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Prime Minister of St. Vincent and the Grenadines in a September 2023 photo.

‘growth remains slow and uneven’

Meanwhile, in presenting the Global Economic Outlook, Gourinchas said the global economy continues to recover from the pandemic and Russia’s invasion of Ukraine, showing remarkable resilience.

“Yet growth remains slow and uneven. The global economy is limping along; not sprinting. Under our baseline forecast, growth will slow from 3.5 per cent last year to three per cent this year, and 2.9 per cent next year — a 0.1 percentage point downgrade for 2024,” he said.

He said the growth rate remains well below historical averages. “Important divergences are appearing. The slow down is more pronounced in advanced economies and in emerging markets in developing economies.”

He said that among advanced economies, the United States has been revised up with resilient consumption and investment while the euro area has been revised down as tighter monetary policy and the energy crisis took a toll.

“There is divergence also among emerging markets in developing economies,” Gourinchas said, adding that China faces growing headwinds while India and Russia are revised up.

“The news of inflation is encouraging but we’re not quite there yet. Headline inflation continues to decelerate, core inflation, excluding food and energy prices is also projected to decline but more gradually. However, all in all, most countries are not expected to return inflation targets until 2025.”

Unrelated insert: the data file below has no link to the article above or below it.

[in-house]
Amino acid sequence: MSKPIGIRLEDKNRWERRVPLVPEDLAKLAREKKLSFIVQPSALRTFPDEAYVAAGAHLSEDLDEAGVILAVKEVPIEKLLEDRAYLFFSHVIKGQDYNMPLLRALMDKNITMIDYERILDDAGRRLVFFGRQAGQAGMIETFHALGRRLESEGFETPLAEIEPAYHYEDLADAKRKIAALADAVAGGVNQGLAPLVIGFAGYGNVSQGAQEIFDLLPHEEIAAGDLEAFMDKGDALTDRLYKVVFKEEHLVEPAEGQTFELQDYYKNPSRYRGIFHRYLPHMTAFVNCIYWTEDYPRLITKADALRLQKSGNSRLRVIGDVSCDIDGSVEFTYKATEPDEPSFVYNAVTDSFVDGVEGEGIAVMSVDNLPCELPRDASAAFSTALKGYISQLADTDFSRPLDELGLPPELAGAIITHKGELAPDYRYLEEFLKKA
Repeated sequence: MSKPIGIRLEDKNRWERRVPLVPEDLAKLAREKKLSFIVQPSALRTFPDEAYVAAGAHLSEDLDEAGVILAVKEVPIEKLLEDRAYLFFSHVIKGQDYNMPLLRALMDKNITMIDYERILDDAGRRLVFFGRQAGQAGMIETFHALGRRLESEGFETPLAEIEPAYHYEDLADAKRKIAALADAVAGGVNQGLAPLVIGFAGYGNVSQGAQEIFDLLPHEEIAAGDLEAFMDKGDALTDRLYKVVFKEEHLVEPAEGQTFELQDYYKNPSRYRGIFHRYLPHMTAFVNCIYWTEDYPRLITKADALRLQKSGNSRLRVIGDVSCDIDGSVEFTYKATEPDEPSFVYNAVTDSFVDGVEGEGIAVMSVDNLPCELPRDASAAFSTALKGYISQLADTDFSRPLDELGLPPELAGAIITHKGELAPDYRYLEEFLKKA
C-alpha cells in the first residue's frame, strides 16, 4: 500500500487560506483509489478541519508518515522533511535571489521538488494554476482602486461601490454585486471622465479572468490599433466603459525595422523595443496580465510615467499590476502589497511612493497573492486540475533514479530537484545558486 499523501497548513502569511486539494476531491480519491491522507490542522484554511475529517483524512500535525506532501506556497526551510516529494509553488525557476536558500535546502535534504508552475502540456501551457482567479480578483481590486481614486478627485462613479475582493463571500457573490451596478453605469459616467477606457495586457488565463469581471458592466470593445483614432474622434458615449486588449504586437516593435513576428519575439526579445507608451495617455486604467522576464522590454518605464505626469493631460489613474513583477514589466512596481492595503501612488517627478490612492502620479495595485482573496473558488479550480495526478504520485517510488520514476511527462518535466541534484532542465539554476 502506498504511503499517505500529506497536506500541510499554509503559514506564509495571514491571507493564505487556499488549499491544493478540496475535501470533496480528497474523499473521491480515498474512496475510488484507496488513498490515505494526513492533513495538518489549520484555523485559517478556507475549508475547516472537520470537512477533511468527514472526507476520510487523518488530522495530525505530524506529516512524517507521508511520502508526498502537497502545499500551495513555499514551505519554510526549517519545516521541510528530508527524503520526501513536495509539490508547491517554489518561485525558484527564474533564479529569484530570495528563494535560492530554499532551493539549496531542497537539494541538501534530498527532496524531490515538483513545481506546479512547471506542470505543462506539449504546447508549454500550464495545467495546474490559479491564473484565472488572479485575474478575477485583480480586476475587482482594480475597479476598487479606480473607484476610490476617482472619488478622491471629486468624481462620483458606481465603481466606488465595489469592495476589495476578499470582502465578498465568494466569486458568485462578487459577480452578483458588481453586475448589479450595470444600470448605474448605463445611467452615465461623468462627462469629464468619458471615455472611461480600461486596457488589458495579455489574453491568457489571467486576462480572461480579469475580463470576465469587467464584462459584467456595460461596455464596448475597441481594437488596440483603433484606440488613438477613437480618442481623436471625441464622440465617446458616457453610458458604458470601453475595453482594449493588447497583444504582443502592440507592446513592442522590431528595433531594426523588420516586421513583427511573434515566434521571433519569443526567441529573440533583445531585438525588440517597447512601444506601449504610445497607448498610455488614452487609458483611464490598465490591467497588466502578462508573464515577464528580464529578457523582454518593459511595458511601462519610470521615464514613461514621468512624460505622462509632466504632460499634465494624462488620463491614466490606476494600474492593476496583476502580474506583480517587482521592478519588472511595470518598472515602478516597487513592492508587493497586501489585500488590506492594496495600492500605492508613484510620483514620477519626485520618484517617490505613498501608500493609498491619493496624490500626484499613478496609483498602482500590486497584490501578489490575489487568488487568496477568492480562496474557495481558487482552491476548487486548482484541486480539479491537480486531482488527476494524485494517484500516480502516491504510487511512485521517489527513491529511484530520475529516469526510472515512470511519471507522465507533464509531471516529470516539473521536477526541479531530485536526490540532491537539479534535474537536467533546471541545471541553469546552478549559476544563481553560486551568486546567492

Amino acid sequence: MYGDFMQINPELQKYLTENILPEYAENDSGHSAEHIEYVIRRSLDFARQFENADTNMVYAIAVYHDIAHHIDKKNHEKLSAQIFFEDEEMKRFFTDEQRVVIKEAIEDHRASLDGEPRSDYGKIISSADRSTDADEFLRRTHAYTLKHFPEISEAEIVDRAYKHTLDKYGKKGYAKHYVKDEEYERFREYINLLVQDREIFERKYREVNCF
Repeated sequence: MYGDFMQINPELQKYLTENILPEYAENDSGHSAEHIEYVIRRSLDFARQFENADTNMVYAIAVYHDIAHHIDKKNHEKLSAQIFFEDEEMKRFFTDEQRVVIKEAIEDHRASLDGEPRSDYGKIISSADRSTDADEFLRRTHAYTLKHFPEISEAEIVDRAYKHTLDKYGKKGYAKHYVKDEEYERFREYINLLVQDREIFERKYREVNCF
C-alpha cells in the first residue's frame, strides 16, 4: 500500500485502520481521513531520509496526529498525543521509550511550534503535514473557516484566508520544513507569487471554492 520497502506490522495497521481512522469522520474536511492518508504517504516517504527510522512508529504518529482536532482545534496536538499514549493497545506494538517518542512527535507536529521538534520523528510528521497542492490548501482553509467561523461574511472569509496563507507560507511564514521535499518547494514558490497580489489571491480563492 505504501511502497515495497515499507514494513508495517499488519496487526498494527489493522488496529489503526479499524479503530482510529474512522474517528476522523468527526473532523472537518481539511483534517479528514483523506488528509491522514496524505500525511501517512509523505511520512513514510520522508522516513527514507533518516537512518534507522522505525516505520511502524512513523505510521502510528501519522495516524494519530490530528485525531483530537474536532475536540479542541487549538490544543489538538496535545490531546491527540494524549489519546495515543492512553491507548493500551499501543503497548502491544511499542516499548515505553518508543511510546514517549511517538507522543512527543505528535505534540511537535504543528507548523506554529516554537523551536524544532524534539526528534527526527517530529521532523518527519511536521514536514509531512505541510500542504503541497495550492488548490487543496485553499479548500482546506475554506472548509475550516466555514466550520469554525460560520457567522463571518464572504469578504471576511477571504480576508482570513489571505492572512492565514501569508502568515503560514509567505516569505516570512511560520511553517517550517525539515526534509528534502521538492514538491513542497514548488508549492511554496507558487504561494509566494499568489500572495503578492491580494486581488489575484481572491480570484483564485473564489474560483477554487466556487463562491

He said commodity prices could become more volatile with increasing climate and geopolitical shock.

“This will represent a serious risk to the disinflation strategy,” he said, noting that between June and September, oil prices  increased by about 27 per cent on the back of extended supply cuts from OPEC countries, before going back more recently by about eight per cent.

Gourinchas pointed out that food prices remain elevated and could be disrupted further by an escalation of the war in Ukraine and inflation remains uncomfortably high.

“Near term inflation expectations have risen markedly above target. Bringing these expectations back down is critical to winning the battle against inflation.”

He said fiscal buffers have eroded in many countries with elevated debt levels, rising funding costs, slowing growth and an increasing mismatch between the growing demands on the state and available fiscal resources,” adding “this leaves many countries more vulnerable to crises”.